Important: This content has been prepared without taking account of the objectives, financial situation or needs of any particular individual. It does not constitute formal advice. Consider the appropriateness of the information in regards to your circumstances.

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Climbing the wall of worry: 3 events that could derail the market

Wednesday, April 19, 2017

By Michael McCarthy

The Australian share market is threatening the ceiling. Recent positive moves put the 200 index at the highest point since the devastating sell down of 2008. Positive fundamental factors are somewhat balanced by extensive event risk over 2017. The direction of the market over the coming months will be determined by investor reactions at this crucial level. And events scheduled over the rest of April could determine that reaction.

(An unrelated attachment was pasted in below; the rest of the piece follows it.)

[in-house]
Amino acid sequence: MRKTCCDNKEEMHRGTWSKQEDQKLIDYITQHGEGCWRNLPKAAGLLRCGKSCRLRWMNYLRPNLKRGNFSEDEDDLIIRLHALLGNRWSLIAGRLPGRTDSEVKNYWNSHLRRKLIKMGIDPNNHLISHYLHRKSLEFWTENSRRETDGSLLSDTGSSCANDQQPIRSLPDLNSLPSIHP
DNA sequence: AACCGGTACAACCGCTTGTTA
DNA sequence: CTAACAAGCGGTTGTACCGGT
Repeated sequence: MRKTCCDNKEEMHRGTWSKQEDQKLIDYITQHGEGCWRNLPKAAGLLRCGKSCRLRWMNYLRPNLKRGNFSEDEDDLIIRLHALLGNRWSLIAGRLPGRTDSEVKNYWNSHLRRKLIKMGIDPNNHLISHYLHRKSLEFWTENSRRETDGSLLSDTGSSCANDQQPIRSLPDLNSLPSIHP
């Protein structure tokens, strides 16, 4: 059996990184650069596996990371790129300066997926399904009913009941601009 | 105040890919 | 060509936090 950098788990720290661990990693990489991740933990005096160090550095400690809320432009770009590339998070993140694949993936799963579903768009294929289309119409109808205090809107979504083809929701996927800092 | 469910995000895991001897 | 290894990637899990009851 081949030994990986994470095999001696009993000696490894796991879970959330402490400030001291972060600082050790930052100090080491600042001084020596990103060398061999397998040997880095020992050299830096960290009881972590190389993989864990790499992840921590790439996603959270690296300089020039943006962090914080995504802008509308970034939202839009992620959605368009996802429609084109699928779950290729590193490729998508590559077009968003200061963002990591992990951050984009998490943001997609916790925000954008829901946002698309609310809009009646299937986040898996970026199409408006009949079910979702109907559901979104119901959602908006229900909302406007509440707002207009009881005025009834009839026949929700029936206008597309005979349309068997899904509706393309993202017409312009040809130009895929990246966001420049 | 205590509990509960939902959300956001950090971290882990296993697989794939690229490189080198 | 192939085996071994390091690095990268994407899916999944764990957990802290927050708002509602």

The all-time high for the Australia 200 index occurred on November 1, 2007 at 6,852. The post GFC-low occurred on March 9, 2009 at 3,121. It took the next six years to recover to levels a shade below 6,000, spending almost six weeks between March and May 2015 attempting to penetrate that level before falling away. Now, the index is back at 6,000 (give or take) and investors are faced with the same challenge. Are the recent gains sustainable? Can the market trade higher, or will it pull back once more?

The RBA board again reflected on the improvement in the international outlook at its most recent meeting. Stabilising growth rates in China, an accelerating US economy, expansion in Europe and signs of traction in the Japanese economy are positives for the local economy, and therefore shares. So far, so good.

However, there are significant events over the course of the year that could derail a modestly positive outlook. Three occur before the end of April.

US reporting season

The US reporting season represents a particular threat. Recent outperformance over US shares by the Australian bourse is a long-awaited positive. But local investors should not become complacent. If the US market sneezes, Australian investors will catch a cold.